Mowachaht Muchalaht elders are pictured earlier this year after a blessing ceremony on San Rafael Island at Yuquot, flanked by MMFN administrator Kevin Kowalchuk and archeologist Colleen Parsley. From left, Kowalchuk, Margarita James, Anthony Dick, Bruce Mark, Bill Howard, Leonard Mark, Edwin Jack and Parsley. (Submitted photo)
Mowachaht/Muchalath elders are planning for the re-interment of ancestral remains recovered from Nootka Lighthouse last summer.
A small and discrete ceremony was planned for Tuesday, Dec. 11, at Yuquot, but this was postponed to a later date when weather conditions improve access to the Nootka Island village site. The two sets of remains — belonging to a woman and adolescent who lived 1,000 years ago — are to be reinterred following the Nuu-chah-nulth burial practice.
“The elders will be doing a small ceremony, very private,” said Kevin Kowalchuk, MMFN administrator. “It will be a ceremony somewhat similar to what we did for the killer whale.”
The whale ceremony was held in November to honour the spirit of a baby orca that died and washed ashore on Nootka Island. In this instance, one of the elders has carved a pair of small cedar boxes to hold the partial remains. They were unearthed as a result of an archeological assessment undertaken on San Rafael Island, off the southern tip of Nootka Island, to make way for light station upgrades.
“The elders decided they wanted to get it done rather than waiting until spring,” Kowalchuk said.
Archeologist Colleen Parsley concluded that the remains were probably deposited decades ago by lighthouse keepers in soil removed from the nearby village for a garden. The bones were radiocarbon-dated and determined to be from a millennium ago.
About a half dozen or so people are expected to attend the ceremony, which will proceed when weather allows helicopter flights out to the island. Not many boats travel out to the exposed location at this time of year.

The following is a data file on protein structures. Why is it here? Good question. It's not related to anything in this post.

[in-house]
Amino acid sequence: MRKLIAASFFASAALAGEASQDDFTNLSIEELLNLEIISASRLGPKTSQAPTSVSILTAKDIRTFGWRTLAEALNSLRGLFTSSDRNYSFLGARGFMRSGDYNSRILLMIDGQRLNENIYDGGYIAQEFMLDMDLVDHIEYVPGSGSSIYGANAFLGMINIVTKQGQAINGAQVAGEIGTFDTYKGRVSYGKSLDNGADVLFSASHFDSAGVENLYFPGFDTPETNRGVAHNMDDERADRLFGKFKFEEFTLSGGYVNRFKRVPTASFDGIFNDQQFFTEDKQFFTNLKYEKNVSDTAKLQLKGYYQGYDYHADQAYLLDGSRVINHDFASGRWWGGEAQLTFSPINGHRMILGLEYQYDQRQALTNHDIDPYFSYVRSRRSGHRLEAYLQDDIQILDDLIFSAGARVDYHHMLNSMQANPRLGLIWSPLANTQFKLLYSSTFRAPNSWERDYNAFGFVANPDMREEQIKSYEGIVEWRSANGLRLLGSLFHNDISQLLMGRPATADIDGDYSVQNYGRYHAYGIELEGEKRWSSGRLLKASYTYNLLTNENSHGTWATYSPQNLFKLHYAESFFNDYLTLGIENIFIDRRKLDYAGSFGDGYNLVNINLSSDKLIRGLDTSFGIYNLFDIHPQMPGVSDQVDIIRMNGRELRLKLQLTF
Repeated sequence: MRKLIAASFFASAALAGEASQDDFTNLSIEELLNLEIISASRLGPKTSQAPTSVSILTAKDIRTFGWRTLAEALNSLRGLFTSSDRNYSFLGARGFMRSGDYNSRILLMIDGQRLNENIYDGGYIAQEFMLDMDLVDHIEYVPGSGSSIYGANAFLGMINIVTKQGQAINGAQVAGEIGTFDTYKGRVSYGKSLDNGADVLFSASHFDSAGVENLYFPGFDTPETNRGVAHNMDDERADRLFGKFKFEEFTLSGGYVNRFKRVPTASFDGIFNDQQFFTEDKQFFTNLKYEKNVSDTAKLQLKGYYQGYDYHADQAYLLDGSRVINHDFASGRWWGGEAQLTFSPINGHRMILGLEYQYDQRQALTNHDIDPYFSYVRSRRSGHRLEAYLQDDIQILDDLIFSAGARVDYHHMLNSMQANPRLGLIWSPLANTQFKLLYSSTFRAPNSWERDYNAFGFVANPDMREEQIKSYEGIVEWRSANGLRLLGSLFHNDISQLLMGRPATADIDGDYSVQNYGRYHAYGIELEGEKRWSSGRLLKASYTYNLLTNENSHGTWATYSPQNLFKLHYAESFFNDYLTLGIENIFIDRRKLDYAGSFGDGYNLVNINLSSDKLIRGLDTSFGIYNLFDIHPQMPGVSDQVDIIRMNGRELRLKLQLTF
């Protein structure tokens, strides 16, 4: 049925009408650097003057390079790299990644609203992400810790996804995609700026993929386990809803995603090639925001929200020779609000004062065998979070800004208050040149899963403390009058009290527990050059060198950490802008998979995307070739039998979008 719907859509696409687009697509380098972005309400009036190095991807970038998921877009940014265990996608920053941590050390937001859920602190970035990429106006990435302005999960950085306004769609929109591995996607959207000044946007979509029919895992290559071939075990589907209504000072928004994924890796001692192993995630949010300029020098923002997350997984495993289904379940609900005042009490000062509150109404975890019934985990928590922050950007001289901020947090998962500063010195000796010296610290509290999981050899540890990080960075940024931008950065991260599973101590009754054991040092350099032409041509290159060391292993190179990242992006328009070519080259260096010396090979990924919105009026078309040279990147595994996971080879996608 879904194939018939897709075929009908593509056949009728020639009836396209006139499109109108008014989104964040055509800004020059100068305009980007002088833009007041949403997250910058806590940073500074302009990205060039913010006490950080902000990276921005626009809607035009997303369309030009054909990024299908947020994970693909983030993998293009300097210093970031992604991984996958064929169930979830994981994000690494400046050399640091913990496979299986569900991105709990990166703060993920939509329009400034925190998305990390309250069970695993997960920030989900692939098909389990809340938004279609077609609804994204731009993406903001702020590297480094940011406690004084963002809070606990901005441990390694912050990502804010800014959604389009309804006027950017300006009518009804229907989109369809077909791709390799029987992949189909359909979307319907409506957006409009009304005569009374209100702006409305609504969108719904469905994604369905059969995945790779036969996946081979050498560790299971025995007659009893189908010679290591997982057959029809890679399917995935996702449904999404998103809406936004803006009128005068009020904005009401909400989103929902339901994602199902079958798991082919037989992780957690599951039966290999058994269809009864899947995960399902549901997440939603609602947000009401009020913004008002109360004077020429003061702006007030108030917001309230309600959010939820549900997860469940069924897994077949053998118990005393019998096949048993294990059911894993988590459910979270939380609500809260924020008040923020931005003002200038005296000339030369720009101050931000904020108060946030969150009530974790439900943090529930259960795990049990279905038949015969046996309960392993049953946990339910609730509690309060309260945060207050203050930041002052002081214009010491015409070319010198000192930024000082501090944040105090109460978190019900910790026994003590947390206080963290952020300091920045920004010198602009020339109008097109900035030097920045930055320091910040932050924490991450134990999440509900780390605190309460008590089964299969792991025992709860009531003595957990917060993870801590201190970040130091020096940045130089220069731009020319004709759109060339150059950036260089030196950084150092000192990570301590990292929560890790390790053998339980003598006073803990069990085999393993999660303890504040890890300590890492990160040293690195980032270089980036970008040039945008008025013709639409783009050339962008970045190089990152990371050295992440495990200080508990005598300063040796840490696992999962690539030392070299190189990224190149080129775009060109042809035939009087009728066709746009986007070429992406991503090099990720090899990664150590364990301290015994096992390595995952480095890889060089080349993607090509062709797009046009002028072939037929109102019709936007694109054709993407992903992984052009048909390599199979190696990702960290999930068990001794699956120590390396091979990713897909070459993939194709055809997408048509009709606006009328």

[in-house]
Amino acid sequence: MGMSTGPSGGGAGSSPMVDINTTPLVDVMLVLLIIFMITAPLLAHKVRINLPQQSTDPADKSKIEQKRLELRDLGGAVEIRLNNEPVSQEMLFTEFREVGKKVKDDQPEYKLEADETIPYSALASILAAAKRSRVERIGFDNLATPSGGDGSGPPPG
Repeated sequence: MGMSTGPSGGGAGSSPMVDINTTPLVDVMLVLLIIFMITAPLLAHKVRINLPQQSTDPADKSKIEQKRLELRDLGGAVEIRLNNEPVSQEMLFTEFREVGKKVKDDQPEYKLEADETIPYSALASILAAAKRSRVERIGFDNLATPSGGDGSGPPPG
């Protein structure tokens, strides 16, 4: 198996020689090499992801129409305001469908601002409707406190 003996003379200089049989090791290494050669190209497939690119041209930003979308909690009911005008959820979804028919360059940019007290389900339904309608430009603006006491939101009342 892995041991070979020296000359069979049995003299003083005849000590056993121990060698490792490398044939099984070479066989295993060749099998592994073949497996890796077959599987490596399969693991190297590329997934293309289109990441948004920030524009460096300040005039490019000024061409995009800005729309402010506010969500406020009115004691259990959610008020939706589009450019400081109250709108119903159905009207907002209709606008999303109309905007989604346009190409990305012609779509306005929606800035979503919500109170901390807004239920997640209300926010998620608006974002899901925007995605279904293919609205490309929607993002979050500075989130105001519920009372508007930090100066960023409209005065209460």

“It’s a matter of transportation and making sure we can get everybody out there,” Kowalchuk said. Winter storms can be an issue. No MMFN staff will be attending, he said.
Part of the reason for the low-key approach is to ensure the site remains as secure as possible from curious visitors and potential theft. After all, the remains have been disturbed once already when they were deposited at the lighthouse. With increased marine traffic stopping at Yuquot, they have reason to be cautious.
Ray Williams, who has lived at Yuquot all his life, learned of the ceremony just a couple of weeks ago at an elders meeting.
“I suggested to them that we should do the proper thing and the right thing, and that’s to place them in a cave,” he said.
“That’s the thing that was done 1,000 years ago. It’s not a good idea to bury the boxes in the ground,” he added, suggesting it could have negative consequences.
Hereditary Chief Jerry Jack Jr. will lead a cii’qaa, a prayer chant, before the boxes are placed in the cave.
“Our people are going to walk the boxes there, bring them through the reserve and into the cave,” Williams said
As much as anyone, he was surprised by the discovery of the remains.
“In a way, it’s really sad for them to have discovered the bones there,” he said. “People are really touched by what they found.”
Williams and his wife reside year-round at Yuquot, an important centre of the Mowachaht world. Most of the villagers relocated to Tsaxana (Gold River) in the 1960s. Now 78, he never considered the possibility, even when the Department of Northern and Indian Affairs promised to cover the cost of relocating.
A social worker suggested the couple is getting too old to reside in such an isolated place, that it’s risky and they should move into town, but they have a grandson and great-grandson living with them now. He’s heard those same arguments going back to the early 1960s — that it was costing too much to remain in Yuoquot. The commissioner of Indian Affairs in Campbell River would phone now and then.
“It’s crazy. People have lived here for thousands of years,” Williams said, listing their abundant sources of food.
“You’re asking me to do something I can’t do,” he told the commissioner. “He never called again.”
He remains steadfast in the conviction that Yuquot should be more formally recognized for its Nuu-chah-nulth cultural and historic importance, not merely for the landing of Capt. James Cook, which heralded European arrival.
“It’s a very, very powerful place here,” he said
Parsley contends that Yuquot’s heritage warrants greater legal protection.